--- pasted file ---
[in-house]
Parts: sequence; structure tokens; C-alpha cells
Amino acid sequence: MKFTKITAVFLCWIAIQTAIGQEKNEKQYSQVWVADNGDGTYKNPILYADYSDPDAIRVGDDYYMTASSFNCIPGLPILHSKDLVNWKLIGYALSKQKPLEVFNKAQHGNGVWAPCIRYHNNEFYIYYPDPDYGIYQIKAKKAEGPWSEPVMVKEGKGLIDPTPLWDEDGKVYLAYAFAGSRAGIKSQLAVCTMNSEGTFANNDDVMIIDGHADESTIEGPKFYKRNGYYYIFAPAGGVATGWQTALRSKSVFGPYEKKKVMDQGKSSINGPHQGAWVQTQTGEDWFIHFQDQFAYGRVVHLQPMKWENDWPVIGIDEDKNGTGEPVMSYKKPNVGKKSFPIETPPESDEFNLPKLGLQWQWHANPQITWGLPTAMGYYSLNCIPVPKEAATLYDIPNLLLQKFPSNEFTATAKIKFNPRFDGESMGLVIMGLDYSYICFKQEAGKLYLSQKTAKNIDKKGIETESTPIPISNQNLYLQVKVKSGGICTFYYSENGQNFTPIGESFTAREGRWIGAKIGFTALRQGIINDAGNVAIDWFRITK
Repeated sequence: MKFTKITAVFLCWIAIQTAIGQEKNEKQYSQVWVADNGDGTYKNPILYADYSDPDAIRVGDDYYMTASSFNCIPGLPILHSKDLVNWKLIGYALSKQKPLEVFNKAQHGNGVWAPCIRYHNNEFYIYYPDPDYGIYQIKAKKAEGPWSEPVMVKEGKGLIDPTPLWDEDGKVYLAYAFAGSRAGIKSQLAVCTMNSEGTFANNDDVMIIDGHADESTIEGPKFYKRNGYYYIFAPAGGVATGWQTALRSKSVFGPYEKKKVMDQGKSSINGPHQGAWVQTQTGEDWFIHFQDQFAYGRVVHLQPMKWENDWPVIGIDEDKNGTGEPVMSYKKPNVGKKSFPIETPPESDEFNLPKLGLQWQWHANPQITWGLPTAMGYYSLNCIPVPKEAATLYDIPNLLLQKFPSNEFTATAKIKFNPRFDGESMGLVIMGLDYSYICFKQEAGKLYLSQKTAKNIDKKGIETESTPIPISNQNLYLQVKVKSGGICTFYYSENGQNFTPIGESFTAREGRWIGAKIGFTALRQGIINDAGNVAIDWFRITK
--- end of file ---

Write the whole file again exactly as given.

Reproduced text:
[in-house]
Parts: sequence; structure tokens; C-alpha cells
Amino acid sequence: MKFTKITAVFLCWIAIQTAIGQEKNEKQYSQVWVADNGDGTYKNPILYADYSDPDAIRVGDDYYMTASSFNCIPGLPILHSKDLVNWKLIGYALSKQKPLEVFNKAQHGNGVWAPCIRYHNNEFYIYYPDPDYGIYQIKAKKAEGPWSEPVMVKEGKGLIDPTPLWDEDGKVYLAYAFAGSRAGIKSQLAVCTMNSEGTFANNDDVMIIDGHADESTIEGPKFYKRNGYYYIFAPAGGVATGWQTALRSKSVFGPYEKKKVMDQGKSSINGPHQGAWVQTQTGEDWFIHFQDQFAYGRVVHLQPMKWENDWPVIGIDEDKNGTGEPVMSYKKPNVGKKSFPIETPPESDEFNLPKLGLQWQWHANPQITWGLPTAMGYYSLNCIPVPKEAATLYDIPNLLLQKFPSNEFTATAKIKFNPRFDGESMGLVIMGLDYSYICFKQEAGKLYLSQKTAKNIDKKGIETESTPIPISNQNLYLQVKVKSGGICTFYYSENGQNFTPIGESFTAREGRWIGAKIGFTALRQGIINDAGNVAIDWFRITK
Repeated sequence: MKFTKITAVFLCWIAIQTAIGQEKNEKQYSQVWVADNGDGTYKNPILYADYSDPDAIRVGDDYYMTASSFNCIPGLPILHSKDLVNWKLIGYALSKQKPLEVFNKAQHGNGVWAPCIRYHNNEFYIYYPDPDYGIYQIKAKKAEGPWSEPVMVKEGKGLIDPTPLWDEDGKVYLAYAFAGSRAGIKSQLAVCTMNSEGTFANNDDVMIIDGHADESTIEGPKFYKRNGYYYIFAPAGGVATGWQTALRSKSVFGPYEKKKVMDQGKSSINGPHQGAWVQTQTGEDWFIHFQDQFAYGRVVHLQPMKWENDWPVIGIDEDKNGTGEPVMSYKKPNVGKKSFPIETPPESDEFNLPKLGLQWQWHANPQITWGLPTAMGYYSLNCIPVPKEAATLYDIPNLLLQKFPSNEFTATAKIKFNPRFDGESMGLVIMGLDYSYICFKQEAGKLYLSQKTAKNIDKKGIETESTPIPISNQNLYLQVKVKSGGICTFYYSENGQNFTPIGESFTAREGRWIGAKIGFTALRQGIINDAGNVAIDWFRITK